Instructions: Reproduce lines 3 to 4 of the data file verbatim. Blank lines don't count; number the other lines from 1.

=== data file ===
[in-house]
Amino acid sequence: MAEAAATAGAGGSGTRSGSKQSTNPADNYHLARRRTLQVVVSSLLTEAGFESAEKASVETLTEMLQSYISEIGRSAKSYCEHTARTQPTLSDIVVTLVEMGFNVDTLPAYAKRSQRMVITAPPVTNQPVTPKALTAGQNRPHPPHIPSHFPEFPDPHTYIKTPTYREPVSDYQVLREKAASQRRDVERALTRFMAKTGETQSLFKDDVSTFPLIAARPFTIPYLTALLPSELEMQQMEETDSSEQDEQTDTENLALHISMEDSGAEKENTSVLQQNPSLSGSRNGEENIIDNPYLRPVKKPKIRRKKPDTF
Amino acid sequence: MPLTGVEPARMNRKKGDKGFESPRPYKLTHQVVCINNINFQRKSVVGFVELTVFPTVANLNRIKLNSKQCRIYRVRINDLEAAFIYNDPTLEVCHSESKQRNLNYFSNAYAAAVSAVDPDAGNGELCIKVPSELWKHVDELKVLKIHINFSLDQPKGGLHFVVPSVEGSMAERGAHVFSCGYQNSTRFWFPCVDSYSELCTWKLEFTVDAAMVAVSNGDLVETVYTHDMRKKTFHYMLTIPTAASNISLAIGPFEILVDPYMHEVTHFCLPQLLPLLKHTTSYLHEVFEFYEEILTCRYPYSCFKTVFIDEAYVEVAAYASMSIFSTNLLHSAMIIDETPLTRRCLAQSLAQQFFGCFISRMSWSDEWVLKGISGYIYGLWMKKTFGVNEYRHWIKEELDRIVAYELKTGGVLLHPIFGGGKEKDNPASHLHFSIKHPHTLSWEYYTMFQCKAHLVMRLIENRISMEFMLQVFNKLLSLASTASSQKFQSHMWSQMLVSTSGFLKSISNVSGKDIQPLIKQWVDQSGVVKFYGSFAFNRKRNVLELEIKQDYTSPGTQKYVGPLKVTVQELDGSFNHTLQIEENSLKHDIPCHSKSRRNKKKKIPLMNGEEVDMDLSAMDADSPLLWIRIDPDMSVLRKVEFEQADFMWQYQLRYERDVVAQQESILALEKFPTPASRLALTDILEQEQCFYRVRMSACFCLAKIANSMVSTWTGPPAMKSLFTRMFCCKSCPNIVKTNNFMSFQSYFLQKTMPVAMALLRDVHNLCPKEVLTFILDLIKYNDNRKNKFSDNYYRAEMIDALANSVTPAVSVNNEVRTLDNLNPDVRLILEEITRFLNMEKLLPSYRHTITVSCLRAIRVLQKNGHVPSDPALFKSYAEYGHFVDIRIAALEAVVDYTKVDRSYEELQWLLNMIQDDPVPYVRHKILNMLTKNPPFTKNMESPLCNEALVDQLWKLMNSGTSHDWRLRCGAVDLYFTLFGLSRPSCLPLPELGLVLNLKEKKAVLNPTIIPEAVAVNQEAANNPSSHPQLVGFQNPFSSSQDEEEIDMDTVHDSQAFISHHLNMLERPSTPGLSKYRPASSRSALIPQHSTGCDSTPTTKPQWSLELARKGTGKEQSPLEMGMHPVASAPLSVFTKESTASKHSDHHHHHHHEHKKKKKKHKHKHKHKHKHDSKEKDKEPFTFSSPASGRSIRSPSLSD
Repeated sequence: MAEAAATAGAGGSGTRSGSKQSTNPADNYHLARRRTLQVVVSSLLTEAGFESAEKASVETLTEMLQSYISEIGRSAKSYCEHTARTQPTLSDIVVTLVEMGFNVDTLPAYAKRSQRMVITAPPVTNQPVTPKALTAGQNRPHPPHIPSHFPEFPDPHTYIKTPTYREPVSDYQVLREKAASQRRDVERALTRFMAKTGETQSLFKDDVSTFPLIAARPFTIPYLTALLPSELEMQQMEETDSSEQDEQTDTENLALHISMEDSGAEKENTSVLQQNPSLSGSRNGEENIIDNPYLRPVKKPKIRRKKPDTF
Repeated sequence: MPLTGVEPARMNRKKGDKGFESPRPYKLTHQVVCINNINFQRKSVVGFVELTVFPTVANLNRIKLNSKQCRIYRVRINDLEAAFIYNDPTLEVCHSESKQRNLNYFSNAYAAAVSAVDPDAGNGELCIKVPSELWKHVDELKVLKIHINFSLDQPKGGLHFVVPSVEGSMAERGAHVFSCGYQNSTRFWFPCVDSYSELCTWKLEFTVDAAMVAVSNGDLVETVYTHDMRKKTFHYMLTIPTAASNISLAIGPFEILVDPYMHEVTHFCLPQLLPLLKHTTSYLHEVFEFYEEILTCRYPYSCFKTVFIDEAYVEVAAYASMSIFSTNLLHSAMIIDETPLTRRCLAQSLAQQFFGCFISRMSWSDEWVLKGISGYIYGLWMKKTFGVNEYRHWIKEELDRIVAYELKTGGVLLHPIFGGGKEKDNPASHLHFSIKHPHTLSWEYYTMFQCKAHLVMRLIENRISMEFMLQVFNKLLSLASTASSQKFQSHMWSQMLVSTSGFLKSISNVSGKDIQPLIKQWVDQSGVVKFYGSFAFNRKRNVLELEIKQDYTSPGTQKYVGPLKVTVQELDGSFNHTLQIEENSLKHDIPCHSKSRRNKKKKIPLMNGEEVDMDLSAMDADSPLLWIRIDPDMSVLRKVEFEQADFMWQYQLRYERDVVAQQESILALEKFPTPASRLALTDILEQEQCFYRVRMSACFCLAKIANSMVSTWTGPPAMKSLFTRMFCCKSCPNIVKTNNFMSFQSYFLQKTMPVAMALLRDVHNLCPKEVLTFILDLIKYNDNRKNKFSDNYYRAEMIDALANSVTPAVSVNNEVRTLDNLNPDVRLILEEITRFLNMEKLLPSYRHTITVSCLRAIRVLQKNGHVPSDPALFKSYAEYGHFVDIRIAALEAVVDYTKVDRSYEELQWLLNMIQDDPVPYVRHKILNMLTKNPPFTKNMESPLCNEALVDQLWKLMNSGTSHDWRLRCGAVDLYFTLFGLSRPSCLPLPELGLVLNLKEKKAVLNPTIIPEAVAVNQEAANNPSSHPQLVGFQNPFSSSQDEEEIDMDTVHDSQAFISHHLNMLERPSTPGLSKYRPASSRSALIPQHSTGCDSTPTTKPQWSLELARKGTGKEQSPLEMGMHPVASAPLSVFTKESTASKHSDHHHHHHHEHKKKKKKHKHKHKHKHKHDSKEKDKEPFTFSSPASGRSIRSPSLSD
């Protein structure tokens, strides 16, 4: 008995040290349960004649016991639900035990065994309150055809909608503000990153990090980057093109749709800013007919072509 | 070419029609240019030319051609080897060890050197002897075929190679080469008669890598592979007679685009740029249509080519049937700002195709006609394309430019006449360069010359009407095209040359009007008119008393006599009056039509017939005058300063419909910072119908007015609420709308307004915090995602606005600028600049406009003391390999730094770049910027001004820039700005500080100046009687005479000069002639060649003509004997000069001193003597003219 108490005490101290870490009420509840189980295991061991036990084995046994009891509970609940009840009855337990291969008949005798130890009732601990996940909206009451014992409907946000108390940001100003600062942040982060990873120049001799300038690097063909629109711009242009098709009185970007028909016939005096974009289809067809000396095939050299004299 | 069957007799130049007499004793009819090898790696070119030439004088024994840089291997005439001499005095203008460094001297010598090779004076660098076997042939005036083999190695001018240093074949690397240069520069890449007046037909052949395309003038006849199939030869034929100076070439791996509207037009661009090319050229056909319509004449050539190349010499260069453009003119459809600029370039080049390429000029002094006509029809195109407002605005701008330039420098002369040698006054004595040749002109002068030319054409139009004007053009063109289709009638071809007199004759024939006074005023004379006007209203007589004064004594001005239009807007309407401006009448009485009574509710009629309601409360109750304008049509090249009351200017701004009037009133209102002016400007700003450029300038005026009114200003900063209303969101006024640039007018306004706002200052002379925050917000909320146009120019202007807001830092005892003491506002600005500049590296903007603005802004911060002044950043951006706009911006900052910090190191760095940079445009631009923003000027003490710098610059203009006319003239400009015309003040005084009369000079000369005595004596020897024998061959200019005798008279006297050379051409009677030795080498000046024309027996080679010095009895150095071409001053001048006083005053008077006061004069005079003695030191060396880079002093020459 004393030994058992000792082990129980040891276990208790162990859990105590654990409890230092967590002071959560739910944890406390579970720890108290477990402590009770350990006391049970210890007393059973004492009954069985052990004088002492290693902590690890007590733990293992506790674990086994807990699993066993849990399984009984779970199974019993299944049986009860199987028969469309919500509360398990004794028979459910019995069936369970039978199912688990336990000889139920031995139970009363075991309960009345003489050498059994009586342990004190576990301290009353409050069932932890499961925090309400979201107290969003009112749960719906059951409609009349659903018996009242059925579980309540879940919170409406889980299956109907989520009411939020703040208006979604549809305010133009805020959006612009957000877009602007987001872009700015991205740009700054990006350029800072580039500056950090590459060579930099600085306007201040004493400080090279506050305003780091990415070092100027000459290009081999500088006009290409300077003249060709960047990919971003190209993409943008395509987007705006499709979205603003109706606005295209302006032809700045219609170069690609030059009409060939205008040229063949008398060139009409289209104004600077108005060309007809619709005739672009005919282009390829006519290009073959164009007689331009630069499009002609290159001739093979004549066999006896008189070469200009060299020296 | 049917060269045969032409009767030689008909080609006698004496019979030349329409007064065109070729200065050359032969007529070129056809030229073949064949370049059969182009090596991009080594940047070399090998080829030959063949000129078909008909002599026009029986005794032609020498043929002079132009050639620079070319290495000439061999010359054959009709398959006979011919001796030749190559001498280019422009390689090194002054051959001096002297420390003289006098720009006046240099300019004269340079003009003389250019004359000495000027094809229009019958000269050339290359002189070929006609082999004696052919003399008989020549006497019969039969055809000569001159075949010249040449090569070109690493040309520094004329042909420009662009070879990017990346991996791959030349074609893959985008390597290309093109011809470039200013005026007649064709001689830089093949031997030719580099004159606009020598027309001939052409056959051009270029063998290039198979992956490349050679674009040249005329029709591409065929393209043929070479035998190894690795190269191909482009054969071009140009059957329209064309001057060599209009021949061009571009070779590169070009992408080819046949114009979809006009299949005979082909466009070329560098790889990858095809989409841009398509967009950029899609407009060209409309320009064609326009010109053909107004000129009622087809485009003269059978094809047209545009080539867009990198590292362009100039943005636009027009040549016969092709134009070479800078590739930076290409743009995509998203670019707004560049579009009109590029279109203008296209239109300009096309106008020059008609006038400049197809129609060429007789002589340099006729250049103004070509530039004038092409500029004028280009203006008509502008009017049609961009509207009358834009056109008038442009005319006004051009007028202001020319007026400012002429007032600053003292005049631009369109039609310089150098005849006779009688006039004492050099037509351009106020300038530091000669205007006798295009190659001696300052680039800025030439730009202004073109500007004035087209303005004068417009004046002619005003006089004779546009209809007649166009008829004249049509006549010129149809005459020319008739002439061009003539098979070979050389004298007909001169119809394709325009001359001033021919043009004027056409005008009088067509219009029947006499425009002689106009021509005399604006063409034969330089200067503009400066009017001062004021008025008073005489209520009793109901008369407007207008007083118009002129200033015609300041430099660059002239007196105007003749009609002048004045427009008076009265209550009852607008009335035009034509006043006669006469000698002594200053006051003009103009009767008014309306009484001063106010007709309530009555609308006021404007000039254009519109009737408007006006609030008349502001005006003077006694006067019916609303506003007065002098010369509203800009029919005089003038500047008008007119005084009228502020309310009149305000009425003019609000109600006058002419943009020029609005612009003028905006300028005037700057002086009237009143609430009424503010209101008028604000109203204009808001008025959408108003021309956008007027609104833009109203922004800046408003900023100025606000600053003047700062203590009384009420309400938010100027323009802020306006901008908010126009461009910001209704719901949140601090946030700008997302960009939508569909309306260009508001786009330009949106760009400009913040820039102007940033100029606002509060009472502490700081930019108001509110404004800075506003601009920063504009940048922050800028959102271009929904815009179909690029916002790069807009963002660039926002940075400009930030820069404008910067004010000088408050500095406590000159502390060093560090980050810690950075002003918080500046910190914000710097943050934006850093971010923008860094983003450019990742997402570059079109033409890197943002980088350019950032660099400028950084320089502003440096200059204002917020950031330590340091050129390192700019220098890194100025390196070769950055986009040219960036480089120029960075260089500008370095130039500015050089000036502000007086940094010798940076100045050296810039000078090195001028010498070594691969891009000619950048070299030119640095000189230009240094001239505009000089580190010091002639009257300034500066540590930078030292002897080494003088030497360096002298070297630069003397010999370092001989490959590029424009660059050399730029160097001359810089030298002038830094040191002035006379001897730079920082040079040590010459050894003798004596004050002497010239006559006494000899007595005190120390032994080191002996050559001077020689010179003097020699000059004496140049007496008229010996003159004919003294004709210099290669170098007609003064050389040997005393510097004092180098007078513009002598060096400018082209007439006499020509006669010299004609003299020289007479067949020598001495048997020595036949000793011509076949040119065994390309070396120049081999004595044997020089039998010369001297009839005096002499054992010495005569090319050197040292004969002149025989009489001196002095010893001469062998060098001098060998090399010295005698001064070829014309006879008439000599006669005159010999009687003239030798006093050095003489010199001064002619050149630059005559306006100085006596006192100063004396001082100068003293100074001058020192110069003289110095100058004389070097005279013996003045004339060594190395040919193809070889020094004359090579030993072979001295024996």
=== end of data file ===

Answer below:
Amino acid sequence: MPLTGVEPARMNRKKGDKGFESPRPYKLTHQVVCINNINFQRKSVVGFVELTVFPTVANLNRIKLNSKQCRIYRVRINDLEAAFIYNDPTLEVCHSESKQRNLNYFSNAYAAAVSAVDPDAGNGELCIKVPSELWKHVDELKVLKIHINFSLDQPKGGLHFVVPSVEGSMAERGAHVFSCGYQNSTRFWFPCVDSYSELCTWKLEFTVDAAMVAVSNGDLVETVYTHDMRKKTFHYMLTIPTAASNISLAIGPFEILVDPYMHEVTHFCLPQLLPLLKHTTSYLHEVFEFYEEILTCRYPYSCFKTVFIDEAYVEVAAYASMSIFSTNLLHSAMIIDETPLTRRCLAQSLAQQFFGCFISRMSWSDEWVLKGISGYIYGLWMKKTFGVNEYRHWIKEELDRIVAYELKTGGVLLHPIFGGGKEKDNPASHLHFSIKHPHTLSWEYYTMFQCKAHLVMRLIENRISMEFMLQVFNKLLSLASTASSQKFQSHMWSQMLVSTSGFLKSISNVSGKDIQPLIKQWVDQSGVVKFYGSFAFNRKRNVLELEIKQDYTSPGTQKYVGPLKVTVQELDGSFNHTLQIEENSLKHDIPCHSKSRRNKKKKIPLMNGEEVDMDLSAMDADSPLLWIRIDPDMSVLRKVEFEQADFMWQYQLRYERDVVAQQESILALEKFPTPASRLALTDILEQEQCFYRVRMSACFCLAKIANSMVSTWTGPPAMKSLFTRMFCCKSCPNIVKTNNFMSFQSYFLQKTMPVAMALLRDVHNLCPKEVLTFILDLIKYNDNRKNKFSDNYYRAEMIDALANSVTPAVSVNNEVRTLDNLNPDVRLILEEITRFLNMEKLLPSYRHTITVSCLRAIRVLQKNGHVPSDPALFKSYAEYGHFVDIRIAALEAVVDYTKVDRSYEELQWLLNMIQDDPVPYVRHKILNMLTKNPPFTKNMESPLCNEALVDQLWKLMNSGTSHDWRLRCGAVDLYFTLFGLSRPSCLPLPELGLVLNLKEKKAVLNPTIIPEAVAVNQEAANNPSSHPQLVGFQNPFSSSQDEEEIDMDTVHDSQAFISHHLNMLERPSTPGLSKYRPASSRSALIPQHSTGCDSTPTTKPQWSLELARKGTGKEQSPLEMGMHPVASAPLSVFTKESTASKHSDHHHHHHHEHKKKKKKHKHKHKHKHKHDSKEKDKEPFTFSSPASGRSIRSPSLSD
Repeated sequence: MAEAAATAGAGGSGTRSGSKQSTNPADNYHLARRRTLQVVVSSLLTEAGFESAEKASVETLTEMLQSYISEIGRSAKSYCEHTARTQPTLSDIVVTLVEMGFNVDTLPAYAKRSQRMVITAPPVTNQPVTPKALTAGQNRPHPPHIPSHFPEFPDPHTYIKTPTYREPVSDYQVLREKAASQRRDVERALTRFMAKTGETQSLFKDDVSTFPLIAARPFTIPYLTALLPSELEMQQMEETDSSEQDEQTDTENLALHISMEDSGAEKENTSVLQQNPSLSGSRNGEENIIDNPYLRPVKKPKIRRKKPDTF